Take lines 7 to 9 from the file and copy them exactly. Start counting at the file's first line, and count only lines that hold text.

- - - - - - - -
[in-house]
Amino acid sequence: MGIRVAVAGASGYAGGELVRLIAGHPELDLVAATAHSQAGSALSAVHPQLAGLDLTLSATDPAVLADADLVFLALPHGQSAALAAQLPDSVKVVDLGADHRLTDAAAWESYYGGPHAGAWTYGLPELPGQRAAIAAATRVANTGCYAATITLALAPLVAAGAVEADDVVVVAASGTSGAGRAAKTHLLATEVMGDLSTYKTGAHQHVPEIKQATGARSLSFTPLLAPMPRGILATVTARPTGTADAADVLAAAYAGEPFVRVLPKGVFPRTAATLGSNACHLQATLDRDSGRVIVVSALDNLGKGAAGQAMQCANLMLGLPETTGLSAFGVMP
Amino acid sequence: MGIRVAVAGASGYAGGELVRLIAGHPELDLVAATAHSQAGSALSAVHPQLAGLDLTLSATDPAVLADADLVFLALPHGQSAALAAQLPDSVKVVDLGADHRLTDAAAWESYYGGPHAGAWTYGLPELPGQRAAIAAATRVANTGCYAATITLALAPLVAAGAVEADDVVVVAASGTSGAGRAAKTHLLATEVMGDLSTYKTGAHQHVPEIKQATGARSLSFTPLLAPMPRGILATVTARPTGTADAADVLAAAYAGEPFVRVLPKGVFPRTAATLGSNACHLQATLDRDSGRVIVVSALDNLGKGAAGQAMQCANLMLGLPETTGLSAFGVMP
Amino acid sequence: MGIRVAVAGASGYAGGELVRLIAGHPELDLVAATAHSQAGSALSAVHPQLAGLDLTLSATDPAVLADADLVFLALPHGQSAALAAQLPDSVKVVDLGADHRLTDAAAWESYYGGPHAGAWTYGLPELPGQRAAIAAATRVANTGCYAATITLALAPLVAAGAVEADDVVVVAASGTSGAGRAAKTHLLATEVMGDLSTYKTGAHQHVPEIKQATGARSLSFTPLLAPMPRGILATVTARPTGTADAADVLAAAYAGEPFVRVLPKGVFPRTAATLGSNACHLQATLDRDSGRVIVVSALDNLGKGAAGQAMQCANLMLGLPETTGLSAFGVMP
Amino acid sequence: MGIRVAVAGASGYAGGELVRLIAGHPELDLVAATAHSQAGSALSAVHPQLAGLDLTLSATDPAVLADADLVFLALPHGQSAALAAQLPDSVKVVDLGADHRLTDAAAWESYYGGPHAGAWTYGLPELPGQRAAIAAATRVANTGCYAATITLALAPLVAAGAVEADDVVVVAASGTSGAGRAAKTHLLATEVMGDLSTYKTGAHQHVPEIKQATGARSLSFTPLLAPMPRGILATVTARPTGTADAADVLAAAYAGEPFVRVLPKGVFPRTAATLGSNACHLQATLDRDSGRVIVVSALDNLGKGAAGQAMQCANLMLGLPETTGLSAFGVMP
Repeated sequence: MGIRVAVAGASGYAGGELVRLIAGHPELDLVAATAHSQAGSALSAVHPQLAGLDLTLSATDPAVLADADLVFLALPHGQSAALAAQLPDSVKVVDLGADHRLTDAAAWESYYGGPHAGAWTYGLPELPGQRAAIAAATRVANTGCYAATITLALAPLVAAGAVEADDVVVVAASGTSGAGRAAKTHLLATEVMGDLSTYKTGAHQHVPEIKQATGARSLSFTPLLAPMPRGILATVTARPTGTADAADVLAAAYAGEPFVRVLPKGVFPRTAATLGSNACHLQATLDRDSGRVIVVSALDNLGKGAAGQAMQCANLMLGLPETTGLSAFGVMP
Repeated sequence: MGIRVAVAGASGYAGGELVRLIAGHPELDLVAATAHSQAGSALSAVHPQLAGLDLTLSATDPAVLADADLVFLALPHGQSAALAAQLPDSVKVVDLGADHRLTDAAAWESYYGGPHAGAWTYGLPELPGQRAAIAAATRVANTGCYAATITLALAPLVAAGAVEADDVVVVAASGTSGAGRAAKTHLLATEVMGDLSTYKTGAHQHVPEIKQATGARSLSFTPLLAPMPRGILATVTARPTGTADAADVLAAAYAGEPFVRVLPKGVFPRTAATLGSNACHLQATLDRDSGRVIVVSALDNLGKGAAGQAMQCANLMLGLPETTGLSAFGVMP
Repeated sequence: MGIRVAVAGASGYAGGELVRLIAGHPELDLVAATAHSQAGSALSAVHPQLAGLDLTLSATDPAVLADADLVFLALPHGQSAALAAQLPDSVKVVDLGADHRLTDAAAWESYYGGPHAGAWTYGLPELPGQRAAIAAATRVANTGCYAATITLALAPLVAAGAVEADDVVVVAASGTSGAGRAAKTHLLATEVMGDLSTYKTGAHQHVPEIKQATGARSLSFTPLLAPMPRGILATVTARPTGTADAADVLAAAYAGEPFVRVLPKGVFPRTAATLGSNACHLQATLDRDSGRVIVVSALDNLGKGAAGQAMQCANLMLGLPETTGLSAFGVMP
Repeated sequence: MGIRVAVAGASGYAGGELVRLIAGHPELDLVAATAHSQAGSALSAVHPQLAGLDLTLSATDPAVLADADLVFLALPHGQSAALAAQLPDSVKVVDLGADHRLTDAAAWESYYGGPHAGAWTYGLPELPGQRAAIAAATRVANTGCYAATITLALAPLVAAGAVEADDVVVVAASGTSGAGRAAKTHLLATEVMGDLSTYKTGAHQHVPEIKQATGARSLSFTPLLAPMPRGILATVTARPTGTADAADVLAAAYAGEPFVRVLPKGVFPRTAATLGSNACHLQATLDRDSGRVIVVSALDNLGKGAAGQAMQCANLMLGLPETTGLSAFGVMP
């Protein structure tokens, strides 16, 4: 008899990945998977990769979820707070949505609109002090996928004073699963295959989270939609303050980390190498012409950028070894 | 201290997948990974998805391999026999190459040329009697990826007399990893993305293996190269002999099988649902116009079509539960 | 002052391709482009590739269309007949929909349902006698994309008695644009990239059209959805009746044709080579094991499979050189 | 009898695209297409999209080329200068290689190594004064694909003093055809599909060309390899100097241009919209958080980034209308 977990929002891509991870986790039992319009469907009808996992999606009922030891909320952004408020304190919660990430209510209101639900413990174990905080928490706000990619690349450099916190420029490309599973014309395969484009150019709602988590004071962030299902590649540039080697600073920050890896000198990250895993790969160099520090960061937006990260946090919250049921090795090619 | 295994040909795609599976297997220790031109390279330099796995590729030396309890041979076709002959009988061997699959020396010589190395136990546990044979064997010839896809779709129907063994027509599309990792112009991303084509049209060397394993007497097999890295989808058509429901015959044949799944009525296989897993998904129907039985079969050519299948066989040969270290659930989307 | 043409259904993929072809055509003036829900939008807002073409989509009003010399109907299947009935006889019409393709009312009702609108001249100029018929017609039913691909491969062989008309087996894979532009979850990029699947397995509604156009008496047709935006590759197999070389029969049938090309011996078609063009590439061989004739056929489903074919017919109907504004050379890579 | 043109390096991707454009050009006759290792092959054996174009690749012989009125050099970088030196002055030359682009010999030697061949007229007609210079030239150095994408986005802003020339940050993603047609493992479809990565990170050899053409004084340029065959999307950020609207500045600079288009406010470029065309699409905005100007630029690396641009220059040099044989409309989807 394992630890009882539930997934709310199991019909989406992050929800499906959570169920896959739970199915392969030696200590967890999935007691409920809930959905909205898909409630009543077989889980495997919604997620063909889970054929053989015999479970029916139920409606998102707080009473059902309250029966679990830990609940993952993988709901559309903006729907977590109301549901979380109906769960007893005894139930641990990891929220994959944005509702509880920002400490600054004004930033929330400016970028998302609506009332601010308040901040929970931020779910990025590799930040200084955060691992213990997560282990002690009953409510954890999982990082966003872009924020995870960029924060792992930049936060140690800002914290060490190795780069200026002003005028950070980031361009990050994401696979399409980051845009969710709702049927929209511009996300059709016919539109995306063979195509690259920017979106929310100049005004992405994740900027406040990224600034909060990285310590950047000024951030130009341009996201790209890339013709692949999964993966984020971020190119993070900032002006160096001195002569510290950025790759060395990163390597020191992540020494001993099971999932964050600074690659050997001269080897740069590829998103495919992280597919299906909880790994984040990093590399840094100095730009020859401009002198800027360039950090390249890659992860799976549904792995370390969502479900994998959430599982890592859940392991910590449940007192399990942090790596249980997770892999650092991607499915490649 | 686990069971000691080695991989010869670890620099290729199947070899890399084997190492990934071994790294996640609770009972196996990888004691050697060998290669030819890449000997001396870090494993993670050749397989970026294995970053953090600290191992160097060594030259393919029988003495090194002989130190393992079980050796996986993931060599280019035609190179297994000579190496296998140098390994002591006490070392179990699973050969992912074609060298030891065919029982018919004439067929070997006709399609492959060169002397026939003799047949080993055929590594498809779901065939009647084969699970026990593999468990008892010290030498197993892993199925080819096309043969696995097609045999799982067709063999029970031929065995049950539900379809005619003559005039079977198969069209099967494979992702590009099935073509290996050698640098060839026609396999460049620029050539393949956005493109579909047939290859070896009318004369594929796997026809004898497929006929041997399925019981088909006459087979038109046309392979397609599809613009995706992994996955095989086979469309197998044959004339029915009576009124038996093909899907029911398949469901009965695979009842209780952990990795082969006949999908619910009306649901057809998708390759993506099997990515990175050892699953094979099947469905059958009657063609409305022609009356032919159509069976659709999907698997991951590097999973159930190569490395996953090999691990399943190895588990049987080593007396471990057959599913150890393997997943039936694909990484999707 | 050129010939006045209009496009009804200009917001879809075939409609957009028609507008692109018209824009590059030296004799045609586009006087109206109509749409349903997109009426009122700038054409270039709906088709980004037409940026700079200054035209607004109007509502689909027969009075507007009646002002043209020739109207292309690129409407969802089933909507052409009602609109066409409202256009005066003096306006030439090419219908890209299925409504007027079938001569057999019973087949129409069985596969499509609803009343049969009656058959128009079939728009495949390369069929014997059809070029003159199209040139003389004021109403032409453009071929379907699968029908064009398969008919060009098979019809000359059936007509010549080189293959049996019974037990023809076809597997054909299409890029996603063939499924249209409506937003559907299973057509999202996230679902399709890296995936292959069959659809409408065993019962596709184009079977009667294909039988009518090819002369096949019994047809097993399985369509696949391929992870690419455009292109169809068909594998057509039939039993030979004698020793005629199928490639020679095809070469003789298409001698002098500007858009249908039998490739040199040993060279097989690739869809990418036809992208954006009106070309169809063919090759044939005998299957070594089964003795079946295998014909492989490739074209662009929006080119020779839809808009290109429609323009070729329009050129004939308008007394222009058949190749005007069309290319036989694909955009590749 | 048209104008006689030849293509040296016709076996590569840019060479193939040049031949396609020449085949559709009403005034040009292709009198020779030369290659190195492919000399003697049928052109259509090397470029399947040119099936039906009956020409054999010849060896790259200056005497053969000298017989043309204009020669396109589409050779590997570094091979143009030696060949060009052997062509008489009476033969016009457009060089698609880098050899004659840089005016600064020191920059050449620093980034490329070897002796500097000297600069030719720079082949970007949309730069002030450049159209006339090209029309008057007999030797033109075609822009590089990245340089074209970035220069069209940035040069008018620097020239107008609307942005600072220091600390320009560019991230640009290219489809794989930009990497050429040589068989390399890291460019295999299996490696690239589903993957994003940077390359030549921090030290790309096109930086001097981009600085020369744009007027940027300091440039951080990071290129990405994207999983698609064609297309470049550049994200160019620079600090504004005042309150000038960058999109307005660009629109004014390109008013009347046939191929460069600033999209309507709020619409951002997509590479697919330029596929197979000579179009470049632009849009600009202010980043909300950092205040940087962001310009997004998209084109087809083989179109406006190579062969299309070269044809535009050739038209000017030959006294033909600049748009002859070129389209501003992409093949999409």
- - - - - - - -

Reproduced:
Repeated sequence: MGIRVAVAGASGYAGGELVRLIAGHPELDLVAATAHSQAGSALSAVHPQLAGLDLTLSATDPAVLADADLVFLALPHGQSAALAAQLPDSVKVVDLGADHRLTDAAAWESYYGGPHAGAWTYGLPELPGQRAAIAAATRVANTGCYAATITLALAPLVAAGAVEADDVVVVAASGTSGAGRAAKTHLLATEVMGDLSTYKTGAHQHVPEIKQATGARSLSFTPLLAPMPRGILATVTARPTGTADAADVLAAAYAGEPFVRVLPKGVFPRTAATLGSNACHLQATLDRDSGRVIVVSALDNLGKGAAGQAMQCANLMLGLPETTGLSAFGVMP
Repeated sequence: MGIRVAVAGASGYAGGELVRLIAGHPELDLVAATAHSQAGSALSAVHPQLAGLDLTLSATDPAVLADADLVFLALPHGQSAALAAQLPDSVKVVDLGADHRLTDAAAWESYYGGPHAGAWTYGLPELPGQRAAIAAATRVANTGCYAATITLALAPLVAAGAVEADDVVVVAASGTSGAGRAAKTHLLATEVMGDLSTYKTGAHQHVPEIKQATGARSLSFTPLLAPMPRGILATVTARPTGTADAADVLAAAYAGEPFVRVLPKGVFPRTAATLGSNACHLQATLDRDSGRVIVVSALDNLGKGAAGQAMQCANLMLGLPETTGLSAFGVMP
Repeated sequence: MGIRVAVAGASGYAGGELVRLIAGHPELDLVAATAHSQAGSALSAVHPQLAGLDLTLSATDPAVLADADLVFLALPHGQSAALAAQLPDSVKVVDLGADHRLTDAAAWESYYGGPHAGAWTYGLPELPGQRAAIAAATRVANTGCYAATITLALAPLVAAGAVEADDVVVVAASGTSGAGRAAKTHLLATEVMGDLSTYKTGAHQHVPEIKQATGARSLSFTPLLAPMPRGILATVTARPTGTADAADVLAAAYAGEPFVRVLPKGVFPRTAATLGSNACHLQATLDRDSGRVIVVSALDNLGKGAAGQAMQCANLMLGLPETTGLSAFGVMP